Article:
pursuing their self interest will resolve them. But as Heller shows, in many cases the market does not in fact solve them. Heller finds that in experiments, individuals respond quite differently to commons and anti-commons dilemmas, acting more irrationally when dealing with the latter, often resulting in bargaining failure. In some instances, as in the case with trying to assemble a variety of copyrighted works, the costs of negotiating with all the owners may be too high. In other cases, individual owners may hold out, limiting essential property from being used, making it difficult for companies to develop the innovations that would require using a large set of patents.
Such intellectual anomalies are beginning to shake the neo-classical foundations. But without a compelling alternative, policy makers will be left with no place to turn for guidance. Fortunately, as David Warsh illustrates in Knowledge and the Wealth of Nations, within the last 15 years a new theory and narrative of economic growth based on an explicit effort to understand and model how technological advance occurs has emerged, at least in academic circles. This new doctrine of “innovation economics” reformulates the traditional model of economic growth so that knowledge, technology, entrepreneurship, and innovation are positioned at the center of the model, rather than seen as independent forces that are largely unaffected by policy.
Innovation economics is based on two fundamental tenets. First, innovation economists believe that what drives growth is not capital accumulation, as neo-classicists claim, but innovation. They argue that the major changes in the U.S. economy of the last 15 years have occurred not because the economy accumulated more capital to invest in even bigger steel mills or car factories, but because of innovation: the creation and adoption of new products, services, and business models. The economy developed and deployed a wide array of new technologies, particularly information technologies. Although capital was needed for these technologies, capital was not the driver. And it’s clear from the current financial crises, in which capital was chasing bad deals, that capital was not a commodity in short supply. Thus, the primary goal of economic policy should be to spur higher productivity and greater innovation.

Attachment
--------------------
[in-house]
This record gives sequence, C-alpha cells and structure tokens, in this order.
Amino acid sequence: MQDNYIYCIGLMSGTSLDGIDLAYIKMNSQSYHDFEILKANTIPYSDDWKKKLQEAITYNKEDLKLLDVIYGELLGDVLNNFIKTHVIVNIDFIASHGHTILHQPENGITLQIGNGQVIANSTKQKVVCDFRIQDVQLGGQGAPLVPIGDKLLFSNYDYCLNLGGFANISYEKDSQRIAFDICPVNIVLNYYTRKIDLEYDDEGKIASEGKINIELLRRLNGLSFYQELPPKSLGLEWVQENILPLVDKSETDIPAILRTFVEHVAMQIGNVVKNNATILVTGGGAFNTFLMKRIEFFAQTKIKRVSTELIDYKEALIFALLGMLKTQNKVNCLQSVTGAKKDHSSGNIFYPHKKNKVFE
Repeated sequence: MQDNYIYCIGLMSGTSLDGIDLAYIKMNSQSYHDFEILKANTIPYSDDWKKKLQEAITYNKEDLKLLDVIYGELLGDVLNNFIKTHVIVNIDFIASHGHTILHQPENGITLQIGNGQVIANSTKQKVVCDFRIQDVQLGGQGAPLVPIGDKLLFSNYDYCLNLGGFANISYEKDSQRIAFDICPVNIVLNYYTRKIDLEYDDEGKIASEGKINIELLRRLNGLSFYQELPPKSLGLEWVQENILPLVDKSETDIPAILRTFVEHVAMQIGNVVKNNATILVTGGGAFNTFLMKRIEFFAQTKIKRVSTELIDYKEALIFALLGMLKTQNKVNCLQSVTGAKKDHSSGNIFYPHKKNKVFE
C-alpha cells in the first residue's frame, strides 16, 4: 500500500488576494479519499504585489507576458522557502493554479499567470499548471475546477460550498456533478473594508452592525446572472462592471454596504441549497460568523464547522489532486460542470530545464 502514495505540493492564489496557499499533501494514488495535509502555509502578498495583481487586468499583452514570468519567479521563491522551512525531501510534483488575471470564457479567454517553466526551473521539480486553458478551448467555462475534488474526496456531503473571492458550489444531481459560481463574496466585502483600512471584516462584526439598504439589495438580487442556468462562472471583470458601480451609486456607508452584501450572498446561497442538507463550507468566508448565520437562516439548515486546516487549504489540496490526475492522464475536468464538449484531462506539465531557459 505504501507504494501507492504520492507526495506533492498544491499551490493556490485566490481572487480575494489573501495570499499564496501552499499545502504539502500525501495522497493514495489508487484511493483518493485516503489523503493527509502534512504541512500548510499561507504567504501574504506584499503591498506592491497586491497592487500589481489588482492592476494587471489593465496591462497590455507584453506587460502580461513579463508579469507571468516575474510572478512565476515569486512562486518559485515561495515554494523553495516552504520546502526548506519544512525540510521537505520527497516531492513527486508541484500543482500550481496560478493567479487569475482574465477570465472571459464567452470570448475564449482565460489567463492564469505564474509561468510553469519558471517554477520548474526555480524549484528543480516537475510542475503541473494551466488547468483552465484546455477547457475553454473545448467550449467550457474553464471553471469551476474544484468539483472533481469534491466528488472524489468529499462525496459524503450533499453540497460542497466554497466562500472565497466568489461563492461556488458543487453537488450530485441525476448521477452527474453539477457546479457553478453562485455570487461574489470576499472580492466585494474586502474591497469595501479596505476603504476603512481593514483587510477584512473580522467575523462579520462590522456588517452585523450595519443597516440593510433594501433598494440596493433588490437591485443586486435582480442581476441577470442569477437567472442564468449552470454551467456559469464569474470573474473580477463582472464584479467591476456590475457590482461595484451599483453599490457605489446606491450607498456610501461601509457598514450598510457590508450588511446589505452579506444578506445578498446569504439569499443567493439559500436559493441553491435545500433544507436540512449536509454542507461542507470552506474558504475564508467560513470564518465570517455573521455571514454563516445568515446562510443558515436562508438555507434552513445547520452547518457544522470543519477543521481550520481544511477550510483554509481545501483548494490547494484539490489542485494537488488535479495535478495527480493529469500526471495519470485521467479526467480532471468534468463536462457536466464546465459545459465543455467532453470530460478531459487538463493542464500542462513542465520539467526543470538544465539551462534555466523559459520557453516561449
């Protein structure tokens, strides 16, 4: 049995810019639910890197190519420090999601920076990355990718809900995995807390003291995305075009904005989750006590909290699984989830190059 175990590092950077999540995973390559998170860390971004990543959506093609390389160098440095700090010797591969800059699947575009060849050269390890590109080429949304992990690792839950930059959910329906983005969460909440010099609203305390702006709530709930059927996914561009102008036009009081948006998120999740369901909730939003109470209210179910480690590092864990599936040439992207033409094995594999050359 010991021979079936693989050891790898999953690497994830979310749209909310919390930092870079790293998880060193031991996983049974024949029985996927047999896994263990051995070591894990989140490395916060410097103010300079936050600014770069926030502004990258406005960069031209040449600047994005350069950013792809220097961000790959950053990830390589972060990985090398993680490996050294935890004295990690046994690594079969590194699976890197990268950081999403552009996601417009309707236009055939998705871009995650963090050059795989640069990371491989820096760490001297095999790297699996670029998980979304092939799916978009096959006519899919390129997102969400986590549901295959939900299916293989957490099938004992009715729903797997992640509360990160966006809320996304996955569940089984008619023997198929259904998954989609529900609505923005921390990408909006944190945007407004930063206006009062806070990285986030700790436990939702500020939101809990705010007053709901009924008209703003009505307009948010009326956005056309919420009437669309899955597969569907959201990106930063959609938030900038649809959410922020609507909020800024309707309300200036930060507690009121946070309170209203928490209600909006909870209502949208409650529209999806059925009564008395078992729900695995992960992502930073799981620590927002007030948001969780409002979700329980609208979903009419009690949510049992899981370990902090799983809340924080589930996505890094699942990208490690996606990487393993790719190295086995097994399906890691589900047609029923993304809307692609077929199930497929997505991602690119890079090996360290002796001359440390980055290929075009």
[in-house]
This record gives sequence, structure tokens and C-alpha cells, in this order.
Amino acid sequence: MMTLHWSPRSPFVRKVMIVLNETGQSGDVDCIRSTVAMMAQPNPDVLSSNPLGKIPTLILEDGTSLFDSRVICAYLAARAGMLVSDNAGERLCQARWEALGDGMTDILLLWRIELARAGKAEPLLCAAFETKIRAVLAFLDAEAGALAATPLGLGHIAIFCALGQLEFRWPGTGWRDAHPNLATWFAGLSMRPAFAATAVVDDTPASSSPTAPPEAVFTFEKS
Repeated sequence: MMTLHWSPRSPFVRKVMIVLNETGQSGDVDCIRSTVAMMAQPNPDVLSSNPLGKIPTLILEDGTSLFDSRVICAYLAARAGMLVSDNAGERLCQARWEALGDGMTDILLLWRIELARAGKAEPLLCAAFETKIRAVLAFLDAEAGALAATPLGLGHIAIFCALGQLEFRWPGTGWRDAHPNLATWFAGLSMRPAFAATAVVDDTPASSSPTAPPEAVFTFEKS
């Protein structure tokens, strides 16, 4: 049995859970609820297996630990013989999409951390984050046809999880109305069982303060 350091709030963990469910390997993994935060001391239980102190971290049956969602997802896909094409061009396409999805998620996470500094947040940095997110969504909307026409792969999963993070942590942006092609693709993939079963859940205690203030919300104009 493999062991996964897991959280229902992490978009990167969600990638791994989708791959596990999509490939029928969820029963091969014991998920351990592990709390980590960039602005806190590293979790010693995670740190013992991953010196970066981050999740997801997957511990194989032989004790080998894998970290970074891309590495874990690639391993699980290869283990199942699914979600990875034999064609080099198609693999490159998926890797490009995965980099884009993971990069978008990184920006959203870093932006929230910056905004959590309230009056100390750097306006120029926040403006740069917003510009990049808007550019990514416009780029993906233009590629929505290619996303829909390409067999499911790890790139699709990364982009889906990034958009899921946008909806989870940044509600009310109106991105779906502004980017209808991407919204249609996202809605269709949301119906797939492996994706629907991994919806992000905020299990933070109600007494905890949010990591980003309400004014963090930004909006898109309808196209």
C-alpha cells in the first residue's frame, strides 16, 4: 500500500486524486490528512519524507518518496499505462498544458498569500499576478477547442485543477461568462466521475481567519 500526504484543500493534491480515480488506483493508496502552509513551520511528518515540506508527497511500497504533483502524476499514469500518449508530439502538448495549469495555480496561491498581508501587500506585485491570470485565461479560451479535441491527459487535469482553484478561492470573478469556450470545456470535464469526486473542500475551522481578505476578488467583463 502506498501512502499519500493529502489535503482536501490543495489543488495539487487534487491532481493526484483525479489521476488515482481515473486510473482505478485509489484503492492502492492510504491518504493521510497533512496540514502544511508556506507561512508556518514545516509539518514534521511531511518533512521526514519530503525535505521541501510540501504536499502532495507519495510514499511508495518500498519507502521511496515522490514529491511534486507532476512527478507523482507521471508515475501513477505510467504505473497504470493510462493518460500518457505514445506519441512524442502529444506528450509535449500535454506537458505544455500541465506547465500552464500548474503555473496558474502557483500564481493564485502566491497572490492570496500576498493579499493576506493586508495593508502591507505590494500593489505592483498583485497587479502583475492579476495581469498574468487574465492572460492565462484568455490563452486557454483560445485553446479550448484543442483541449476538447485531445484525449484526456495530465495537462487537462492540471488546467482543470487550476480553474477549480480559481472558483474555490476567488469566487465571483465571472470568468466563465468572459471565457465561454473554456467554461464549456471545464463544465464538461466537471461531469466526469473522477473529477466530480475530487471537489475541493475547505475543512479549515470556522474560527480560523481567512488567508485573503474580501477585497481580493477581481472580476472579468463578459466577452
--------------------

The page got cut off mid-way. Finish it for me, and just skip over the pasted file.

Second, markets relying on price signals alone will always be less effective than smart public-private partnerships in spurring higher productivity and greater innovation. That’s because innovation and productivity growth take place in the context of institutions. In turn it is the “social technologies” of institutions, culture, norms, laws, and networks that are so central to growth. Innovation economists view innovation as an evolutionary process, where organizations act on imperfect information and where what economists call “market failures” are in fact actually the norm. But these are precisely the sorts of social systems that are so difficult for conventional economics to model or study.
As a result, innovation economics holds that the critical issue of the proper role of the state and market should not be understood, as it is currently by policymakers and others in Washington, as the state versus the market. Rather, as Beinhocker suggests, the issue should be seen as “how to combine states and markets to create an effective evolutionary system.” And this is largely an empirical and practical problem–to which neo-classical economics, with its focus on prices and mathematical models, is particularly unsuited.
Over 70 years ago, as policymakers struggled to escape the grasp of outmoded economic doctrines that hindered them from effectively responding to the Great Depression, John Maynard Keynes famously stated, “Practical men, who believe themselves to be quite exempt from any intellectual influences, are usually the slaves of some defunct economist.” Today, the challenge is for Washington’s practical men (and women) to stop being slaves of defunct economists–including Keynes–and start being followers of the kind of innovation economics that Beinhocker, Heller, and others so compellingly articulate.